### Browsing by Subject "turbulence"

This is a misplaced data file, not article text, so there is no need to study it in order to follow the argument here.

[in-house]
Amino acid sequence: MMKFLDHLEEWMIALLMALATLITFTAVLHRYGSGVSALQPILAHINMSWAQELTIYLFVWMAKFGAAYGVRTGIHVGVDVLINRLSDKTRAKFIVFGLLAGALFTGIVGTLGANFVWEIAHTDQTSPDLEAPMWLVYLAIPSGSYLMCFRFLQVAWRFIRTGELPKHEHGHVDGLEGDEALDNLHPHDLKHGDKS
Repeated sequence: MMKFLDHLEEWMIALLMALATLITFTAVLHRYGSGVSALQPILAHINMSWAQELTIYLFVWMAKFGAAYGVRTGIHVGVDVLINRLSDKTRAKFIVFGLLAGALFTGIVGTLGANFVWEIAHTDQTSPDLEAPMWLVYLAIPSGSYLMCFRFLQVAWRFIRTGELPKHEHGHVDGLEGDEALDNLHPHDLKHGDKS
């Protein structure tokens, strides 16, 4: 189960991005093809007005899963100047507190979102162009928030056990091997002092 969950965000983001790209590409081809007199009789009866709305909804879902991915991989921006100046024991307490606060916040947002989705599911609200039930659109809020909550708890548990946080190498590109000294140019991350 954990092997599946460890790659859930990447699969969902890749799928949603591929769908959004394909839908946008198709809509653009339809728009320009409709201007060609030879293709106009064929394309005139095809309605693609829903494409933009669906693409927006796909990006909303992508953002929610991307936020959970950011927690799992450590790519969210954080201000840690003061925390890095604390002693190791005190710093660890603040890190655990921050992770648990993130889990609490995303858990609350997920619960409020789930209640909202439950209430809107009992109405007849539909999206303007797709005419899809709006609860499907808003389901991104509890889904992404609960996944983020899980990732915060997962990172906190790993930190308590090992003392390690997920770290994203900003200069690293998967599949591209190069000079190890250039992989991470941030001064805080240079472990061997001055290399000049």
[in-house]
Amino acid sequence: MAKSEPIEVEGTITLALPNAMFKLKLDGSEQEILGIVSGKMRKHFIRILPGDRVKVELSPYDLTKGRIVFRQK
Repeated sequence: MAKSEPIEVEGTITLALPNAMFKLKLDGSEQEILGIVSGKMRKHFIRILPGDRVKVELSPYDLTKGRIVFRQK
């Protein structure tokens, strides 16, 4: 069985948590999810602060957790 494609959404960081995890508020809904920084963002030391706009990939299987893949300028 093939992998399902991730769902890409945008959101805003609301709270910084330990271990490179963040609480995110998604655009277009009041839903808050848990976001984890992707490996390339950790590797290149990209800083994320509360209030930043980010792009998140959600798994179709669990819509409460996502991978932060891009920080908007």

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Item Drag Reduction by Riblets & Sharkskin Denticles: A Numerical Study(2015-07) Boomsma, AaronShow more Riblet films are a passive method of turbulent boundary layer control that can reduce viscous drag. They have been studied with great detail for over 30 years. Although common riblet applications include flows with Adverse Pressure Gradients (APG), nearly all research thus far has been performed in channel flows. Recent research has provided motivation to study riblets in more complicated turbulent flows with claims that riblet drag reduction can double in mild APG common to airfoils at moderate angles of attack. Therefore, in this study, we compare drag reduction by scalloped riblet films between riblets in a zero pressure gradient and those in a mild APG using high-resolution large eddy simulations. In order to gain a fundamental understanding of the relationship between drag reduction and pressure gradient, we simulated several different riblet sizes that encompassed a broad range of s+ (riblet width in wall units), similarly to many experimental studies. We found that there was only a slight improvement in drag reduction for riblets in the mild APG. We also observed that peak values of streamwise turbulence intensity, turbulent kinetic energy, and streamwise vorticity scale with riblet width. Primary Reynolds shear stresses and turbulence kinetic energy production however scale with the ability of the riblet to reduce skin-friction. Another turbulent roughness of similar shape and size to riblets is sharkskin. The hydrodynamic function of sharkskin has been under investigation for the past 30 years. Current literature conflicts on whether sharkskin is able to reduce skin friction similarly to riblets. To contribute insights toward reconciling these conflicting views, Direct Numerical Simulations (DNS) are carried out to obtain detailed flow fields around realistic denticles. A sharp interface immersed boundary method is employed to simulate two arrangements of actual sharkskin denticles (from Isurus oxyrinchus) in a turbulent boundary layer at Re? [approximately equal to] 180. For comparison, turbulent flow over drag-reducing scalloped riblets is also simulated with similar flow conditions and with the same numerical method. Although the denticles resemble riblets, both sharkskin arrangements increase total drag by 44-50%, while the riblets reduce drag by 5%. Analysis of the simulated flow fields shows that the turbulent flow around denticles is highly three-dimensional and separated, with 25% of the total drag being form drag. The complex three-dimensional shape of the denticles gives rise to a mean flow dominated by strong secondary flows in sharp contrast with the mean flow generated by riblets, which is largely two-dimensional. The so resulting three- dimensionality of sharkskin flows leads to an increase in the magnitude of the turbulence statistics near the denticles, which further contributes to increasing the total drag. The simulations also show that, at least for the simulated arrangements, sharkskin, in sharp contrast with drag-reducing riblets, is unable to isolate high shear stress near denticle ridges causing a significant portion of the denticle surface to be exposed to high mean shear. Lastly, it has been theorized that sharkskin might act similarly to vortex generators and prevent separation. In order to test this theory, we have conducted simulations with and without sharkskin upstream of a steady separation bubble. Using large eddy simulation, our study shows that sharkskin worsened the weak separation region and enlarged the separation bubble's boundaries. The cause was shown to originate due to the denticles acting as blockages, rather than vortex generators. In fact, our results showed that separation occurred just after the second row of denticles and that the turbulent flow was unable to recover its lost momentum. Streamwise turbulence intensities were decreased compared to the baseline case. Finally, in the present case, the sharkskin induced reversed flow within the denticles--something that was not observed with sharkskin in channel flow.Show more Item Flow and clay erosion data taken and processed at SAFL in a grid-turbulence tank Fall 2021-Spring 2022(2022-05-23) San Juan, Jorge E; Wei, William G; Yang, Judy Q; jsanjuan@umn.edu; San Juan, Jorge E; Environmental Transport Laboratory at St Anthony Falls LabShow more Here we present a data set containing raw imaging and processed data of clay erosion and near-bed turbulence. This data set supports our study of the impact of salinity and consolidation on the microstructure and erosion threshold of cohesive sediments. The flow and erosion measurements were taken inside a grid-turbulence tank at the St. Anthony Falls Laboratory at the University of Minnesota Twin Cities. We set up the water salinity at a prescribed concentration in part-per-thousands and two clay consolidation conditions (unconsolidated and consolidated after 17 hours) for each experimental case. Here we incorporate detailed near-bed turbulence measurements to quantify the erosive effect of the turbulent water flow. We also include laponite (smectite clay)'s surface erosion from laser-induced fluorescence and image processing.Show more Item Improvement of the Mellor-Yamada Type Planetary Boundary Layer Scheme for Use in Mesoscale Models(2020-08) Keester, AdamShow more Atmospheric mesoscale models are highly complex and their performance varies widely depending on the models used. Turbulent transport within the boundary layer is especially difficult to analyze, but has a significant impact on mesoscale model applications. In this study, the Mellor-Yamada-Nakanishi-Niino planetary boundary layer model is improved. A new length scale and turbulent closure constants are calculated from two large eddy simulations. The modified MYNN model maintains the original’s accurate eddy coefficients and drastically improves the prediction of the momentum dissipation rate, length scale and stability functions. A 12-member WRF ensemble is used to validate the new model outside of the database on which it is based. The WRF results show that the new model improves the bias and mean absolute error of temperature and relative humidity. There is a significant change in the TKE and length scale predictions that motivates further study of the modified boundary layer scheme.Show more Item Laboratory Investigation Of Dispere Multiphase-Turbulent Flows, Dilute & Dense Distributions Of Inertial Particles Settling In Air(2020-05) Petersen, AlecShow more Turbulent multiphase flows are found throughout our universe, all over Earth and in many man-made systems. Despite surrounding us, their dynamics are still in many ways obscure and require further study. These chaotic systems are however quite complicated to both simulate or explore experimentally. In this thesis, we present our laboratory investigation of particle-laden turbulent flows in air. We first focus on the statistical dynamics of dilute multiphase turbulence. Utilizing a zero-mean-flow air turbulence chamber, we drop size-selected solid particles and study their dynamics with particle imaging and tracking velocimetry at multiple resolutions. The carrier flow is simultaneously measured by particle image velocimetry of suspended tracers, allowing the characterization of the interplay between both the dispersed and continuous phases. The turbulence Reynolds number based on the Taylor microscale ranges from 200 – 500, while the particle Stokes number based on the Kolmogorov scale varies between O(1) and O(10). Clustering is confirmed to be most intense for Stokes ≈ 1 , but it extends over larger scales for heavier particles. Individual clusters form a hierarchy of self-similar, fractal-like objects, preferentially aligned with gravity and sizes that can reach the integral scale of the turbulence. Remarkably, the settling velocity of Stokes ≈ 1 particles can be several times larger than the still-air terminal velocity, and the clusters can fall even faster. This is caused by downward fluid fluctuations preferentially sweeping the particles, and we propose that this mechanism is influenced by both large and small scales of the turbulence. The particle-fluid slip velocities show large variance, and both the instantaneous particle Reynolds number and drag coefficient can greatly differ from their nominal values. Finally, for sufficient loadings, the particles generally augment the small-scale fluid velocity fluctuations, which however may account for a limited fraction of the turbulent kinetic energy. We also investigate denser particle-laden flows, specifically plumes driven by the downward buoyancy of inertial particles. With similar tools, we conduct two experiments: one to capture the particle-phase behavior and another to measure the ambient air velocity. Our first focus is on the assumption of self-similarity, which unlike single-phase plumes is not a trivial assumption. We also characterize the mean plume properties observed: the particle-phase velocity and the plume spread comparing their evolution with axial distance from the plume source. From our measurements of the ambient air flow we calculate the entrainment velocity into the particle-laden plumes and using the time-averaged value we estimate the entrainment coefficient along the plume. We find a relatively stable entrainment rate, as expected in the assumption used to formulate many integral plume models. Lastly we compared our experimental results to single and multiphase plume models with the same initial conditions as our experiments. Our multiphase plume model, inspired by the work of Liu (2003) and Lai et al. (2016), well described our velocity measurements, which single phase models were completely unequipped for.Show more Item Organization And Scaling Of Coherent Structures In The Outer Region Of High-Reynolds-Number Turbulent Boundary Layers(2020-05) Heisel, MichaelShow more Recent advances in high-Reynolds-number turbulence have suggested there is a general self-organization of coherent structures in the logarithmic and wake regions of boundary layer flows. The organization comprises large-scale velocity structures known as uniform momentum zones (UMZs) separated by thin internal shear layers (ISLs). While the velocity structures have been extensively studied in more specific forms such as momentum streaks, streamwise rolls, and bulges, the shear layers have received less attention outside the context of the hairpin packet paradigm. In the present thesis, the universality of this self-organization is evaluated using a novel field-scale particle image velocimetry (PIV) experiment in the logarithmic region of the atmospheric surface layer. The field measurements are validated using collocated sonic anemometry. The experiment reveals the same organization of UMZs and ISLs occurs for atmospheric flows. The properties of the UMZs and ISLs are then compared using ten PIV experiments and a direct numerical simulation, which together span a wide range of surface roughness and three orders of magnitude in Reynolds number. The UMZs unambiguously scale with the friction velocity and wall-normal distance in the logarithmic region, regardless of Reynolds number and surface roughness. The scaling behavior is in agreement with Prandtl's mixing length theory and Townsend's attached eddy hypothesis. The results show that the hypothetical eddies of the logarithmic law of the wall manifest in the structural organization of the flow. Separate analysis focusing on the smaller structures shows that the ISLs and large vortices are both governed by the friction velocity and Taylor microscale. Preliminary evidence suggests these ISL and vortex scaling behaviors both result from mutual interaction with the local large-scale UMZs, possibly through a stretching mechanism. Additional experiments in three dimensions are required to verify the dynamics. The overall findings support the universality of large-scale structures in the outer region and provide promising clues for better understanding scale interaction and energy transfer mechanisms.Show more Item Particle image velocimetry measurements of smooth- and rough-wall turbulence from the SAFL Atmospheric Boundary Layer wind tunnel(2020-01-10) Heisel, Michael; Guala, Michele; mguala@umn.edu; Guala, Michele; St. Anthony Falls Laboratory, University of MinnesotaShow more Wall-bounded turbulent flows under smooth- and rough-wall surface conditions were measured using particle image velocimetry (PIV) in the Atmospheric Boundary Layer Wind Tunnel at St. Anthony Falls Laboratory (SAFL), University of Minnesota. In the rough-wall case, the tunnel surface was covered with woven wire mesh. The smooth- and rough-wall conditions were each measured for two free-stream velocities (7 m/s and 10 m/s), totaling four flow cases. The friction Reynolds number in the four cases ranges from 3,800 to 14,000. In each case, the PIV imaging field was oriented in the streamwise–wall-normal plane. To enhance the spatial resolution, the measurement field was positioned in the lowest 10 cm of the boundary layer, capturing the roughness sublayer and logarithmic region in the rough-wall cases. Separate high-frequency hotwire anemometer measurements of the full boundary layer profile were used to estimate the scaling parameters such as the boundary layer thickness. This dataset includes the processed velocity vector fields from the PIV measurements and the key scaling parameters.Show more Item Transition To Elastic Turbulence In Channel Flows(2020-04) Hariharan, GokulShow more Materials processing operations such as extrusion and coating often involve the low- inertia flow of viscoelastic fluids through straight channels. Experimental evidence suggest that such flows can transition from a laminar to a disordered flow-state, resulting in defective end-products. On the other hand, such a transition with low inertia is useful for enhancing transport in microfluidic flows where good mixing is hard to achieve. Therefore a fundamental understanding of such a transition is important. Chapter 2 of this thesis considers external disturbances in the form of small-amplitude localized body forces (impulses). They provide a good approximation of the external disturbances that can be realized relatively easily in laboratory experiments. Localized body forces are used to identify the optimal location in a channel that induces the largest kinetic energy growth. A disturbance in the channel that generates the largest kinetic energy growth has a high potential to trigger a transition to a disordered flow-state. Chapter 3 presents tools to accurately resolve steep stress gradients encountered in frequency response calculations of the linearized equations governing channel flow of a viscoelastic fluid. Recently reported well-conditioned spectral methods in conjunction with a reflection technique enable frequency response computations of channel flows of viscoelastic fluids with large elasticity. Applying the methods developed in Chapter 3 to 2D channel flow of a viscoelastic fluid, it is found that the stress can develop large magnitudes even when the velocity has negligible growth. A stress of large magnitude generated by small-amplitude disturbances may provide a new route to a transition to a disordered flow-state observed in recent experiments. Chapter 4 studies stress amplification and conditions in which they become prominent. A first step to perform direct numerical simulations (DNS) of channel flows of viscoelastic fluids using tools developed in Chapter 3 is to develop an algorithm for DNS of channel flows of Newtonian fluids. Chapter 5 extends tools discussed in Chapter 3 to perform direct numerical simulations of channel flows of a Newtonian fluid. Analyzing transition to turbulence in viscoelastic channel flows is a challenging problem that needs a multi-faceted approach involving linear and nonlinear systems theory, robust numerical methods, and complementary experiments. We believe that this dissertation provides new insights into possible mechanisms that may govern the initial stages of a transition to elastic turbulence using linear systems theory and recent numerical methods. We further hope that the numerical methods studied in this dissertation will open new avenues to simulate and analyze flow transition in complex fluids.Show more